Difference between revisions of "Main Page"

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# [[Water|Distilled Water]] '''← Current Target'''
# [[Water|Distilled Water]] '''← Current Target'''
# [[Sea salt]]
# [[Sea salt]]
# [[Ethanol]]
# [[Potato]]
# [[Vinegar]]
# [[Copper]]
# [[Copper]]
# [[Zinc]]
# [[Zinc]]

Revision as of 02:44, 15 September 2019


Current Goal: Sulfuric Acid


Sulfuric acid is an essential industrial chemical. It is vital for production of many compounds. Its importance to modern chemistry cannot be overstated, so producing some of it needs to be an early goal.


The most accessible catalytic method of producing sulfuric acid seems to be the so-called copper chloride method. Copper chloride, however, is not NOWA, so we must produce that first.

  1. Distilled Water ← Current Target
  2. Sea salt
  3. Potato
  4. Copper
  5. Zinc
  6. Wet cell battery
  7. Gelatin
  8. Gelatin salt bridge
  9. Electrolysis cell
  10. Chlorine (and sodium hydroxide)
  11. Copper (II) chloride
  12. Sulfur dioxide
  13. Sulfuric acid (and hydrochloric acid)

Next Goal


  1. What is NOWA-CL?
    There's a video on that question.
    NOWA stands for Naturally Occurring Widely Available. The CL stands for Chemical Library. This project is about documenting the technological steps involved in developing a library of chemical compounds that can be made with simple equipment from materials that are naturally occurring and widely available. There's no need to order chemicals from supply houses, or obtain them from over-the-counter products. Once a chemical has been produced in quantity from naturally occurring widely available sources, we add it to our "library". Then we can use that material to produce new materials. The important part is to demonstrate that they can be produced from these sources with minimal equipment: what the chemical industry refers to as "small-scale" or "laboratory" synthesis.
    The documentary part of this project will include two main products: the text on this wiki and the videos on YouTube.
  2. So it's a recipe book where people can learn how to make chemicals?
    Definitely not. See the warning on our front page. Chemistry equipment can be dangerous by itself. Many materials (including the ones we produce here) are dangerous: toxic, flammable, corrosive, etc. These operations should not be repeated or reproduced except by people who are sufficiently qualified to do the work and handle the materials safely.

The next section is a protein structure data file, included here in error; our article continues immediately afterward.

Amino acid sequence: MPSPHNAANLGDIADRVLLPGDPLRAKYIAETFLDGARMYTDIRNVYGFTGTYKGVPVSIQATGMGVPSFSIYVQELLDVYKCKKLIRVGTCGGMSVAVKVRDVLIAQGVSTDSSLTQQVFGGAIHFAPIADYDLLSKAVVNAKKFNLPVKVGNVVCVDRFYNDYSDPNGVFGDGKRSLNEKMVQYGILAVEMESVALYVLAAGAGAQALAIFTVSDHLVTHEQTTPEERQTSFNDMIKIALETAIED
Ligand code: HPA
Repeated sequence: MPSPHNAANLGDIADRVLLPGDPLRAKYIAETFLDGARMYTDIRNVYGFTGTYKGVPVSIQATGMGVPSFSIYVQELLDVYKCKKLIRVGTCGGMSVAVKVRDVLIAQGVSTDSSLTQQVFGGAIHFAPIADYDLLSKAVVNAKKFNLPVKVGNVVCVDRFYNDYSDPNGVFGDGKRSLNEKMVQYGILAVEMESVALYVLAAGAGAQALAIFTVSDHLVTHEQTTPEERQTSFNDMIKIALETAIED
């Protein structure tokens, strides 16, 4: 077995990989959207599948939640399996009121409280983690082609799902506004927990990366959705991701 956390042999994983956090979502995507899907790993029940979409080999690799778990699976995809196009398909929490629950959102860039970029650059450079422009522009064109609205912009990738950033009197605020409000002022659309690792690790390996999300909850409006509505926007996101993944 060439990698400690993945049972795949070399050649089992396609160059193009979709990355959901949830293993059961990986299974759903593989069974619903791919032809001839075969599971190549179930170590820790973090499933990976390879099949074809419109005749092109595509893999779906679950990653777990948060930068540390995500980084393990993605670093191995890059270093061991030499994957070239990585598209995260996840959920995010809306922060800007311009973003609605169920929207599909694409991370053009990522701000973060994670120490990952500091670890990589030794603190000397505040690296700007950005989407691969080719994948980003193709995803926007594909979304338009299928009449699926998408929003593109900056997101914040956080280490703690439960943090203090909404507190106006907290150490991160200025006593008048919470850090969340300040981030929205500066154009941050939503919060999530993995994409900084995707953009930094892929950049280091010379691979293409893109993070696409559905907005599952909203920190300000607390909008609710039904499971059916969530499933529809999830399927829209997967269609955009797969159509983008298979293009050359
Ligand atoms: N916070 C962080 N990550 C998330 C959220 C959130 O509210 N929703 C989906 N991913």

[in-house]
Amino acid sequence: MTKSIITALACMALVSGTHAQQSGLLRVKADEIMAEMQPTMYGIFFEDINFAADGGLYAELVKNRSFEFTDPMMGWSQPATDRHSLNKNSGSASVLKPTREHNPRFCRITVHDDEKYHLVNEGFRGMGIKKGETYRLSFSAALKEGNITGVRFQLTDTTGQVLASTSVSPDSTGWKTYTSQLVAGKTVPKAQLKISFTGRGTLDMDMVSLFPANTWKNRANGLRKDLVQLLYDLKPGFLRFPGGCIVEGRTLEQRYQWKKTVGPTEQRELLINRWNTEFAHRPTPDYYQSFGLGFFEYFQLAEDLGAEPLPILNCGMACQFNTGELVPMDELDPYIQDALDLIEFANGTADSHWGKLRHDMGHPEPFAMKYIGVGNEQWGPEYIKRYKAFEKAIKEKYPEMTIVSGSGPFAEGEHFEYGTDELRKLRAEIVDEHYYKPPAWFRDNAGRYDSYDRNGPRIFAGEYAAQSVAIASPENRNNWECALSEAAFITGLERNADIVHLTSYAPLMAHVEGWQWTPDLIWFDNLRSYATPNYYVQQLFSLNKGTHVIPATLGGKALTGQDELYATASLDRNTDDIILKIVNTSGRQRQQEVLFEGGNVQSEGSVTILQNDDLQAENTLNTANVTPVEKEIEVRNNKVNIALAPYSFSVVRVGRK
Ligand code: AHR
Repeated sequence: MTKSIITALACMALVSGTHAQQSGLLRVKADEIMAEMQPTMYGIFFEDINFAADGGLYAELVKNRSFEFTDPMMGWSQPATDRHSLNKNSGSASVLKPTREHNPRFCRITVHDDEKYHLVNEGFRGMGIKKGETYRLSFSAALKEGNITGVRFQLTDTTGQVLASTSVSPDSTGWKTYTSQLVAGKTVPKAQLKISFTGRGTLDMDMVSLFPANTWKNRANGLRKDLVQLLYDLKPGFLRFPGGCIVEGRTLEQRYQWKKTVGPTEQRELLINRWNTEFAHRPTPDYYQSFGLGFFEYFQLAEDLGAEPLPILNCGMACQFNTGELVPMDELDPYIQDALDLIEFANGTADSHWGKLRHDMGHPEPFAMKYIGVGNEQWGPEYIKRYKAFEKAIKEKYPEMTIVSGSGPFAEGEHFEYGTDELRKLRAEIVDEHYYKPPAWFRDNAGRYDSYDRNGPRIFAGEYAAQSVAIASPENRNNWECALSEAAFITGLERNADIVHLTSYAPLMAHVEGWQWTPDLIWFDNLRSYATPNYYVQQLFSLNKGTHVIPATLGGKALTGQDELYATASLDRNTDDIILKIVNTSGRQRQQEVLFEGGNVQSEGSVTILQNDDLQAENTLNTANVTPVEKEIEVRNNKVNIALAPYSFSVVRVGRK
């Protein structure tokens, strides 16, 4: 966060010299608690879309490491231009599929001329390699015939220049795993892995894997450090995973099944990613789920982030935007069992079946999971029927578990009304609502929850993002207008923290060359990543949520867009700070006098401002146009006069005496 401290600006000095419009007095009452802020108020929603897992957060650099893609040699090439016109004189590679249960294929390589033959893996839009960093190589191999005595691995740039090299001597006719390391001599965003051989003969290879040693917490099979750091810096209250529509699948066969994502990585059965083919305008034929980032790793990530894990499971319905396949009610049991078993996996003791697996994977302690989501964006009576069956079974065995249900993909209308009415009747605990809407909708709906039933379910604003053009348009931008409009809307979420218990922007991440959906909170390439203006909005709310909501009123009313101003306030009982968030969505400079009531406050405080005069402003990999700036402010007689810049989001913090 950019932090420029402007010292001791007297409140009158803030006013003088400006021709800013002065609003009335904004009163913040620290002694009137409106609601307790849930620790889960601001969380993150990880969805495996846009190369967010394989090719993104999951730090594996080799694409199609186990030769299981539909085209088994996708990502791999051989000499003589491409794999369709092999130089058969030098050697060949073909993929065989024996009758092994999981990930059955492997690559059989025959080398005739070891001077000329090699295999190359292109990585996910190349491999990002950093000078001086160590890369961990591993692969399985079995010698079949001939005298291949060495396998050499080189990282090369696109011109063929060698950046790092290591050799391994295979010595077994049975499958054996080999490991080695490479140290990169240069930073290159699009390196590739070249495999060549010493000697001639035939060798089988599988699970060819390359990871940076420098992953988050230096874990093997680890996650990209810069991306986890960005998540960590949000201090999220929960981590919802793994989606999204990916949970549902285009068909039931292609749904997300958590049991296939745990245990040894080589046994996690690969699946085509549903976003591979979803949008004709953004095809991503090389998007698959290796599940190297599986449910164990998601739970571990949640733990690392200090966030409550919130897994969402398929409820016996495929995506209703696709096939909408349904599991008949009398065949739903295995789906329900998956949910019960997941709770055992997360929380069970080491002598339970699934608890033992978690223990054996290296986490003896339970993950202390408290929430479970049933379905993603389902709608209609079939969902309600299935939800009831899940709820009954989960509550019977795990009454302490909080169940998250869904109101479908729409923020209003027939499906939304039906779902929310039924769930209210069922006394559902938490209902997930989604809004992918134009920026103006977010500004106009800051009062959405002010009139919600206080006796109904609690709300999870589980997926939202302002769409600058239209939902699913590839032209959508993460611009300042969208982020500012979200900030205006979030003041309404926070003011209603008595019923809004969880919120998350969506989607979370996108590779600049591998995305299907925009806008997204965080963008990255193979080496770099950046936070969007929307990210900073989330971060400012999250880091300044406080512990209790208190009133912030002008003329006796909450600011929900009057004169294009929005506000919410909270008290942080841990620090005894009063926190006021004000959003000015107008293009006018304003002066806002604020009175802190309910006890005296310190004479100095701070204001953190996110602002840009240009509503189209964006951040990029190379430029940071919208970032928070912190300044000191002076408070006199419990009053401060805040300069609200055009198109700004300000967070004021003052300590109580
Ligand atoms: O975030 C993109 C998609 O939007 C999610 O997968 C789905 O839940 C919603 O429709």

3. Isn't there a kind of chicken-and-egg problem? What is your equipment made of?
    That's a good point. We assume that the equipment itself (glassware, supports, heat sources, etc) are available at the beginning. The equipment itself may not be naturally occurring, but it's widely available, accessible, and relatively cheap. The purpose of this project is to demonstrate that the process is the important part, not the chemicals you start with. It's the knowledge, not the resources, that enable the science.
  4. There are already too many wikis out there. Why start a new one? (aka Why not just put this information in Wikipedia?)
    1. Aggregating and disseminating this information was the purpose of this project, and wikis are an excellent way to do both of those things, so that part is straightforward.
    2. Wikipedia is specifically not a textbook, guidebook, or instruction manual. That means it isn't appropriate to build out those entries with much of the data in this wiki. To whatever degree it makes sense for both projects, sharing of data is welcomed and encouraged. NB: A lot of the numeric data in this wiki comes directly from either Wikipedia or its underlying sources.


ANY pursuit can be dangerous to the unprepared, inexperienced, or ignorant. That is definitely the case with the experiments, extractions, and syntheses this project entails. Do not repeat them unless you are sufficiently informed, prepared, and equipped to handle these materials and do the work shown.


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